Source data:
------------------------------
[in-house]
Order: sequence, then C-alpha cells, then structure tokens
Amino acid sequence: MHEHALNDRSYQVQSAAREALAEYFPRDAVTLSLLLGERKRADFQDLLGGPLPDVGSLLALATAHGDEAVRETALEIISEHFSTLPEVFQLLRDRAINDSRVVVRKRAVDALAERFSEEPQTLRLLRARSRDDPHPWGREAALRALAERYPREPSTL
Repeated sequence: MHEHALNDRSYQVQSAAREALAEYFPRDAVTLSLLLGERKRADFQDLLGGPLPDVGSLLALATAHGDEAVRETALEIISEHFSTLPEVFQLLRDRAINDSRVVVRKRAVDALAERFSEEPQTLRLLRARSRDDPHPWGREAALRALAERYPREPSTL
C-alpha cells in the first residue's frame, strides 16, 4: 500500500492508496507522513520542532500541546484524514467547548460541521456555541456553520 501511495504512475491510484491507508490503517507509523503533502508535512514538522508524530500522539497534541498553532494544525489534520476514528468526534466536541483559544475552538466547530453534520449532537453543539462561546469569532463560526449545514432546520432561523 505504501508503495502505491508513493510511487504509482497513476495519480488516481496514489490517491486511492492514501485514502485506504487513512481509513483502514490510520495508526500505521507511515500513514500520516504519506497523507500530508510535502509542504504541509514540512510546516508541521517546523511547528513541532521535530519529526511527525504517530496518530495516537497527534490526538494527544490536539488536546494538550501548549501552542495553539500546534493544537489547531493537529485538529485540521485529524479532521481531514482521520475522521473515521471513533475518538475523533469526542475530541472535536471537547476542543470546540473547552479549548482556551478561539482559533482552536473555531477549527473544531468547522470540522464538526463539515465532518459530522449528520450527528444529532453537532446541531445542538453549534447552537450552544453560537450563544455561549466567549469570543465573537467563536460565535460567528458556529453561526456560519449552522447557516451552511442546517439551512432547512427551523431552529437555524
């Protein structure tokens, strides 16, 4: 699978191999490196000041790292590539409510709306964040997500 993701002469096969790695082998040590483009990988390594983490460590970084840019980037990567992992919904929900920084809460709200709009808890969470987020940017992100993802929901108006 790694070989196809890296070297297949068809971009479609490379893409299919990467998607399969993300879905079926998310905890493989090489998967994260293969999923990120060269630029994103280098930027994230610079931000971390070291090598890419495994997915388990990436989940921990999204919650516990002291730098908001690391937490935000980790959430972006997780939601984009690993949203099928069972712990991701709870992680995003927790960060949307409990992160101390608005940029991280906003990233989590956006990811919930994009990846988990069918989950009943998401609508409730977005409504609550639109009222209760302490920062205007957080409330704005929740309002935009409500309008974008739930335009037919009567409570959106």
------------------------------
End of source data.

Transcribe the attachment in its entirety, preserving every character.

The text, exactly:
[in-house]
Order: sequence, then C-alpha cells, then structure tokens
Amino acid sequence: MHEHALNDRSYQVQSAAREALAEYFPRDAVTLSLLLGERKRADFQDLLGGPLPDVGSLLALATAHGDEAVRETALEIISEHFSTLPEVFQLLRDRAINDSRVVVRKRAVDALAERFSEEPQTLRLLRARSRDDPHPWGREAALRALAERYPREPSTL
Repeated sequence: MHEHALNDRSYQVQSAAREALAEYFPRDAVTLSLLLGERKRADFQDLLGGPLPDVGSLLALATAHGDEAVRETALEIISEHFSTLPEVFQLLRDRAINDSRVVVRKRAVDALAERFSEEPQTLRLLRARSRDDPHPWGREAALRALAERYPREPSTL
C-alpha cells in the first residue's frame, strides 16, 4: 500500500492508496507522513520542532500541546484524514467547548460541521456555541456553520 501511495504512475491510484491507508490503517507509523503533502508535512514538522508524530500522539497534541498553532494544525489534520476514528468526534466536541483559544475552538466547530453534520449532537453543539462561546469569532463560526449545514432546520432561523 505504501508503495502505491508513493510511487504509482497513476495519480488516481496514489490517491486511492492514501485514502485506504487513512481509513483502514490510520495508526500505521507511515500513514500520516504519506497523507500530508510535502509542504504541509514540512510546516508541521517546523511547528513541532521535530519529526511527525504517530496518530495516537497527534490526538494527544490536539488536546494538550501548549501552542495553539500546534493544537489547531493537529485538529485540521485529524479532521481531514482521520475522521473515521471513533475518538475523533469526542475530541472535536471537547476542543470546540473547552479549548482556551478561539482559533482552536473555531477549527473544531468547522470540522464538526463539515465532518459530522449528520450527528444529532453537532446541531445542538453549534447552537450552544453560537450563544455561549466567549469570543465573537467563536460565535460567528458556529453561526456560519449552522447557516451552511442546517439551512432547512427551523431552529437555524
């Protein structure tokens, strides 16, 4: 699978191999490196000041790292590539409510709306964040997500 993701002469096969790695082998040590483009990988390594983490460590970084840019980037990567992992919904929900920084809460709200709009808890969470987020940017992100993802929901108006 790694070989196809890296070297297949068809971009479609490379893409299919990467998607399969993300879905079926998310905890493989090489998967994260293969999923990120060269630029994103280098930027994230610079931000971390070291090598890419495994997915388990990436989940921990999204919650516990002291730098908001690391937490935000980790959430972006997780939601984009690993949203099928069972712990991701709870992680995003927790960060949307409990992160101390608005940029991280906003990233989590956006990811919930994009990846988990069918989950009943998401609508409730977005409504609550639109009222209760302490920062205007957080409330704005929740309002935009409500309008974008739930335009037919009567409570959106």